Sunday, October 18, 2015

What we are harvesting in the garden mid-October

Tomatoes and peppers with zinnias in the background
Sunday, October 18, 2015

The garden continues to produce well; more than we can eat fresh.  We are harvesting zucchini, tomatoes, onions, peppers,  lettuce, sprouting broccoli, broccoli, chard, sorrel, mustard greens, green beans, strawberries, figs, and all herbs.  I am freezing about a pint of peppers, a pint of green beans, and up to 4 quarts of tomatoes a week as well as drying the herbs we need for the winter.

Our tomatoes, peppers and green beans are still yielding well.  For tomatoes, be sure to take all the tomatoes off the vine before it frosts.  You can either wrap the green tomatoes in newspaper and store in a cool place to ripen, make them into relish, or eat them as fried.  For fried green tomatoes, we like a Cajun batter.  Gives them a nice, spicy flavor.  A late fall tradition-fried green tomatoes!

The cucumber vines died back last week.  Cukes hail from the tropics so these cool temps are just not to their liking.  Cucumber info and tips for growing

As you straighten up your garden beds as the summer crops wind down, be sure to compost!  Any plant that has a disease, do not add to your compost pile.  Throw away.  Composting may not kill all spores and you could be spreading the disease next season wherever you use the compost.  For more tips on composting (even indoors), Composting is possible in small spaces or even indoors.

Peppers love this time of year.  They are native to the mountains so October is perfect for them.  They will continue to produce even after frost.  Many of my peppers did not do well this year.  The Pimento gave some nice peppers early on, but stopped producing over a month ago.  The baby bells and sweet yellow and orange banana also have wound down.  The sweet long ancient red pepper is still going strong and I am freezing the extras.   I harvest them when they start to get some color in them and let them finish ripening on the counter.  Removing the fruits encourages the plant to replace them, giving you more peppers.  Peppers get sweeter when they ripen, but are good to eat even when green.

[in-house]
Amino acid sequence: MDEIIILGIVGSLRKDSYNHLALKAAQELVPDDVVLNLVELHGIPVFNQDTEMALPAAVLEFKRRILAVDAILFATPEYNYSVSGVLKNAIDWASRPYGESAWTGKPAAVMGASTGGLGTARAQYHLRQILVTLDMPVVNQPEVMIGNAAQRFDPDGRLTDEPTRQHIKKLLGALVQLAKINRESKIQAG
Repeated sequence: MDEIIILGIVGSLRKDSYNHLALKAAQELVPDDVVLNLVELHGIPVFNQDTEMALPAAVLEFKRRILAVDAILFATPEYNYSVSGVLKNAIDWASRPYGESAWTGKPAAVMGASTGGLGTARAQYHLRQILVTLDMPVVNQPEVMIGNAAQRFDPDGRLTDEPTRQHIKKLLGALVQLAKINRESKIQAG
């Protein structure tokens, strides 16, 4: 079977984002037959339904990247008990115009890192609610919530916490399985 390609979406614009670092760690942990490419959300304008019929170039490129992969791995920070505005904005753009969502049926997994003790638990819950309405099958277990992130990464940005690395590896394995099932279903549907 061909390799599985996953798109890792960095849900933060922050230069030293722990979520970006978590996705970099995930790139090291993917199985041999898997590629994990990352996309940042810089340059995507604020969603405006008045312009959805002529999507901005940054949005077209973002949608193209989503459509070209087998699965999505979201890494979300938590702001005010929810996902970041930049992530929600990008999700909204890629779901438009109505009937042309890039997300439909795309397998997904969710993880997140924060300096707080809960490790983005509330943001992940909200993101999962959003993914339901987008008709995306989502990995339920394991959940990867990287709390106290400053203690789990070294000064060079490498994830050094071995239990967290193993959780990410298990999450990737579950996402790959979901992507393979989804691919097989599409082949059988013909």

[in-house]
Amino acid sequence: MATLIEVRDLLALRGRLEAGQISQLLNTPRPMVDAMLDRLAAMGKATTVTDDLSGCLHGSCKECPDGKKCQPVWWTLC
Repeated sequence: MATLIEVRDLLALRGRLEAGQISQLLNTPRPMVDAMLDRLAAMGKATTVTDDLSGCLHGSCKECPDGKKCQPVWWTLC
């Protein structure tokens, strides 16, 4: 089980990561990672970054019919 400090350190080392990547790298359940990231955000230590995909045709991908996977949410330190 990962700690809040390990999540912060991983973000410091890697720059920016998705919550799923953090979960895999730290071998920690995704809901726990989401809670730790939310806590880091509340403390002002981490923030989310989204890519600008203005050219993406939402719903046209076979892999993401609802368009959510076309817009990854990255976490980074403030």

I am considering digging up the yellow banana, orange banana, mini bell and long ancient sweet pepper plants and bringing into the garage to over winter since they did so well this year.  I already have a potted Chiltepin hot pepper plant I finally got going in August that I am going to overwinter.

Basil is doing great right now.  They had the best season this year I have seen!  The plants grew into full bushy mounds.  Basil are very tender annuals and will turn black with the first frost.  Make sure to harvest all the leaves prior to the first frost.  You can dry basil, make it into pesto or freeze it in water.
Stevia in bloom, covered in butterflies

You can also dig them up and bring them in for the winter.  Place them in a full sun spot.  You can put them back outside again in the spring after all danger of frost has passed.

Sage, rosemary, bay, stevia, thyme, lavender and tarragon are all robust.  The tarragon maybe a little too robust!  Tarragon smells wonderful.  Even if you can't eat all that you can harvest fresh and dried, it makes a wonderful potpourri.  I just use dried, whole stems in a vase to freshen an entire room.

The greens are doing very well that I seeded in mid-September.  They love this time of year, cool with plenty of rain.  The spinach, lettuce, cilantro, and celery have all sprouted.

We are still getting fruit from the garden.  Strawberries are ripe again from the everbearers and Alpine strawberries.  Our fig tree continues to produce figs.

Fall is a bountiful time for gardening.  I have planted many winter hardy varieties of lettuce, kale, broccoli, mustards, and cabbage to keep the garden producing into December and hopefully beyond.  With the portable greenhouse, we should have greens all winter.

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